Bye Bye Befuddle

I’ve worryingly received an email from Google today saying my Befuddle drunk celebrity pages, “can cause users to be infected with malicious software.” As a result, “This site may harm your computer” message is printed on the search pages and the link goes to a warning page.

The email gives three example urls but it applies to many and to be honest I can’t see anything wrong. Google does say, “in many cases the webmaster is unaware because the site displays content from an ad network that has a malicious advertiser.”

My pages do contain advertising from a third party, Claxon media. I don’t know if they are to blame or not but they’ll be the first bit of code to be removed.

Now, firstly, I have to say that I have not updated Befuddle in a long long time. Seven times since 2005 in fact! Twice in March 2007, three times in January, once in December 2006 and then it was back in January 2006 before the last update.

Despite the low frequency of updates it still receives credible traffic as it receives up to 4,000 visitors each day. At its peak it had 125,000 visitors a day just as Paris Hilton became globally famous.

Now updating Befuddle is not going to be easy. It hasn’t moved with the times. It’s not written with a CMS or using server side scripting.

It’s flat HTML all crafted by hand. The site was launched in February 2000 and the code and design hasn’t progressed much since then.

Editing all my pages is going to be a painful manual chore. On top of that, I don’t even know what I need to remove. There’s no guarantee that if I remove all the advertising, that I have removed the problem.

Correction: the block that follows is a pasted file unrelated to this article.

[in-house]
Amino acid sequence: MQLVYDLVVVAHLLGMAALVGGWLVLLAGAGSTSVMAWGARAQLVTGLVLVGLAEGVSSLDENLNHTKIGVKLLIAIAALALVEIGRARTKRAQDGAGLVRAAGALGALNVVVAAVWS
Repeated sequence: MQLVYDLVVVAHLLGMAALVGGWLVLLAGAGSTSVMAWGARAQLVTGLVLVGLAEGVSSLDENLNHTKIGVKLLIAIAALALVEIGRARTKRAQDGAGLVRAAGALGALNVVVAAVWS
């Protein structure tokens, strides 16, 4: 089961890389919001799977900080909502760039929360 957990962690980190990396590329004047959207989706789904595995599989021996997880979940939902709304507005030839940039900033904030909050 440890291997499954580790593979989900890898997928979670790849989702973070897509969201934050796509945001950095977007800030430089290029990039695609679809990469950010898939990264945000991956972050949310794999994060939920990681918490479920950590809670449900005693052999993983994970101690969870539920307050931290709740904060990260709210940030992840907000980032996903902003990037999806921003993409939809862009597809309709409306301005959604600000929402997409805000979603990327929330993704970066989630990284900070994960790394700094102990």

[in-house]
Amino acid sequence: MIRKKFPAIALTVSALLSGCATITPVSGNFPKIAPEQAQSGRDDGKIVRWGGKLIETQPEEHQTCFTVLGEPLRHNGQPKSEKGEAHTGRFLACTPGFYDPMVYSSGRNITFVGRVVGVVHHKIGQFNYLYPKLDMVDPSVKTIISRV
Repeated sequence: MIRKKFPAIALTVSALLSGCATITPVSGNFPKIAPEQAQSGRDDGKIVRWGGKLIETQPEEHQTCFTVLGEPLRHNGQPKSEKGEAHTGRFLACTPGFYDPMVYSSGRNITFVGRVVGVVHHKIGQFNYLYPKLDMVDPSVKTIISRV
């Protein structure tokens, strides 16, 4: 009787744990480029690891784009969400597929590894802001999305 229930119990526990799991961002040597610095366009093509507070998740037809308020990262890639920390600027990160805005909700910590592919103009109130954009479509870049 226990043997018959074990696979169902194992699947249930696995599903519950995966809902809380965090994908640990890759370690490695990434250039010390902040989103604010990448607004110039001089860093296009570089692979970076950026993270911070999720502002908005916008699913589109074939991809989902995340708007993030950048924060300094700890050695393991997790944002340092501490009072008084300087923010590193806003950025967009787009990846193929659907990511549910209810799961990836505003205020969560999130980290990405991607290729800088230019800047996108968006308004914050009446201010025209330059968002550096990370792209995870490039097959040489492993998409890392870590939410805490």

I’ve just looked at my analytics stats and can quickly see that my Befuddle stats have halved overnight.

Now it’s a race against time. I’ve got exactly a week before my two week holiday abroad to save Befuddle.

It is an old site that I’ve grown out of. But I am fond of it and you always have to respect having thousands viewing something you’ve built.

If I don’t move quick, Google may drop the site for good. It could be a blessing in disguise but if the site is to close I want it to be my choice.

BedStar site in Google includes my tracking code

If you perform a search for “BedStar” on Google, their site is the number one result in the organic listings. The title, description is exactly as it is from their site. However, the display url is a webgains one and includes my affiliate tracking code.

Beds are expensive purchases and so I quickly noticed some high commissions being received and with Webgains statistics you can see the referring page for the sale.

The stats show that this has been present since 1st September which coincides with Shop Codes gaining a lot more respect in Google. My discount code site is currently receiving fantastic traffic at the moment and so it looks like the search engine is giving my links a bit more weight.